• Live
    • Audio Only
  • google plus
  • facebook
  • twitter
News > Latin America

'Free Speech' to Blame for Slain Journalists: Nobel Laureate

  • Mario Vargas Llosa, Peruvian writer and recipient of the 2010 Nobel Prize in Literature, speaks during the presentation of his book

    Mario Vargas Llosa, Peruvian writer and recipient of the 2010 Nobel Prize in Literature, speaks during the presentation of his book "La llamada de la tribu" (The call of the Tribe) in Madrid, Spain, February 28, 2018. | Photo: Reuters

Published 19 March 2018

The Peruvian Nobel Literature Prize laureate Mario Vargas Llosa thinks journalists are getting killed because now there's freedom of speech.

The Nobel Literature Prize laureate Mario Vargas Llosa said that journalist murders in Mexico are partly the fault of journalists for reporting on things that didn't use to be reported before as well as freedom of the press.


12th Journalist Killed in Mexico in 2017 amid Gov't Inaction

In an interview with Aristegui, the Peruvian writer Vargas Llosa talked about Mexico, which he once called the “perfect dictatorship,” and finds it much more favorable nowadays, despite the new 2017 murder record.

“There is much more freedom of the press in Mexico now than 20 years ago, without a doubt,” said Vargas Llosa in the phone interview. “The fact that there are more than 100 journalists murdered in Mexico is in great part due to freedom of the press that now allows journalists to say things that weren't allowed.”

In 2017 at least 12 journalists were killed in Mexico in crimes related to their professional activity, becoming the most dangerous country in the world to be a journalist, and Vargas Llosa thinks it's their own fault.

But he also thinks the drug cartels have at least a little responsibility in the murder of journalists. “Drug trafficking plays a central role in all that,” said Vargas Llosa, “in many cases the root of the problems are drug trafficking and very powerful cartels that exude violence with atrocious political consequences.”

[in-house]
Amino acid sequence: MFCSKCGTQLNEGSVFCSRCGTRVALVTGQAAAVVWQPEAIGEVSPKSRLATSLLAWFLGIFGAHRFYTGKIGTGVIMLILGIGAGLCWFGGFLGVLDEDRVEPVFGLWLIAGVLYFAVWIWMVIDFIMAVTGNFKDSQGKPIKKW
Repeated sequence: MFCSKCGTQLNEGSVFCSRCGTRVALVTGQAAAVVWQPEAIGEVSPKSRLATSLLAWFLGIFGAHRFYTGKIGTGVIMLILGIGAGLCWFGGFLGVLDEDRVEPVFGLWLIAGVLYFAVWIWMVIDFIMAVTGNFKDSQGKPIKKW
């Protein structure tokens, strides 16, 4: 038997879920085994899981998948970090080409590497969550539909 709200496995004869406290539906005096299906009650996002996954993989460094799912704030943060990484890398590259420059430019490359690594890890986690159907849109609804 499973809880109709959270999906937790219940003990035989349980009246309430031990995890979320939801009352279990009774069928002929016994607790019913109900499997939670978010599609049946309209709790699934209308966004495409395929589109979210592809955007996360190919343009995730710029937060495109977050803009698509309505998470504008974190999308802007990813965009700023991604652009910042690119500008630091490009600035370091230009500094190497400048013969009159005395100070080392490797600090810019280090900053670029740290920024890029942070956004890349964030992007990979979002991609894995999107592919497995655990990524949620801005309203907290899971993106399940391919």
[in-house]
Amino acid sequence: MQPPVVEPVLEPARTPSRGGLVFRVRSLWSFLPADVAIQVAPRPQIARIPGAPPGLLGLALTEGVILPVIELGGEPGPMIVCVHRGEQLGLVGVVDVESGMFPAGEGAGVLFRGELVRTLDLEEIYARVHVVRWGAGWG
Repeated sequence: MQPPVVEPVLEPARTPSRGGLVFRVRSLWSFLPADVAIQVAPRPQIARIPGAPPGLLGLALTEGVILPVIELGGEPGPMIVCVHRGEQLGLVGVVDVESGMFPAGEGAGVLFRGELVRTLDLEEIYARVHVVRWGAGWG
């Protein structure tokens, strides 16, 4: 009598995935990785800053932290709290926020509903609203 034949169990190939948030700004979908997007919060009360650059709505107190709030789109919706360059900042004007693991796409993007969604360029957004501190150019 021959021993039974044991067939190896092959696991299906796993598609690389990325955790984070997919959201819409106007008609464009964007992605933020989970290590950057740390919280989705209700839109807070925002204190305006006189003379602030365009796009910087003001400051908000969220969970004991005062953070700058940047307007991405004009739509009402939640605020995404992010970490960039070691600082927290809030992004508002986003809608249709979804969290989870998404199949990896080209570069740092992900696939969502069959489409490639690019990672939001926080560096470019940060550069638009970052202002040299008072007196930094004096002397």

The Institutional Revolutionary Party (PRI) governed the country continuously for many decades without real opposition, and it was known that their designated candidate for president was the only real candidate. At that time, Vargas Llosa called the PRI regime a “perfect dictatorship,” but now that the PRI is back in power, he thinks democracy in Mexico is in a much better shape.

“In the times of the perfect dictatorship there was some kind of ritual that took place every certain years, but we already knew who was the designated candidate that would be chosen. That doesn't happen anymore. Now there's uncertainty because elections are much more free than before.”

The “uncertainty” he talked about might be in reference of the poll-leading candidate Andres Manuel Lopez Obrador, who may become the first left-wing president in Mexico since the General Lazaro Cardenas left the office in 1940.

But now he's worried that Lopez Obrador might actually win the July 1st elections and has started a crusade against him.

During a book presentation earlier this month, Vargas Llosa expressed his feelings regarding Lopez Obrador, saying he would lead Mexico backward into “a populist and demagogue democracy.”


Over 230 Renowned Peru Writers Slam 'Shameful' Fujimori Pardon

“Some countries prefer suicide. I hope that's not the case because it would be very tragic for Mexico, where some things are going wrong while others are really well. Let's hope populism doesn't win in Mexico.”

Being a leftist in his early adulthood, he started to support more neoliberal policies during the 1980s and now he is known for his controversial and more than often unpopular opinions.

Less than 24 hours before his comments on freedom of the press being guilty of the killings of journalists, the Nobel Prize laureate published a highly controversial article in the Spanish journal El Pais called “New Inquisition,” in which he compares feminism to the Spanish Inquisition.

“The most determined enemy of literature, pretending to purify it of machismo, multiple prejudices and immorality is feminism.”

In his article, Vargas Llosa says feminism replaced the Spanish Inquisition, saying they both intend to demonize writers that “defy moral and orthodoxy.”

“Not all feminists, of course, but the most radical and those who, paralyzed by the fear of being considered reactionaries, ultras and phallocentric, openly support this anti-literary and anti-cultural offensive,” wrote Vargas Llosa.

Post with no comments.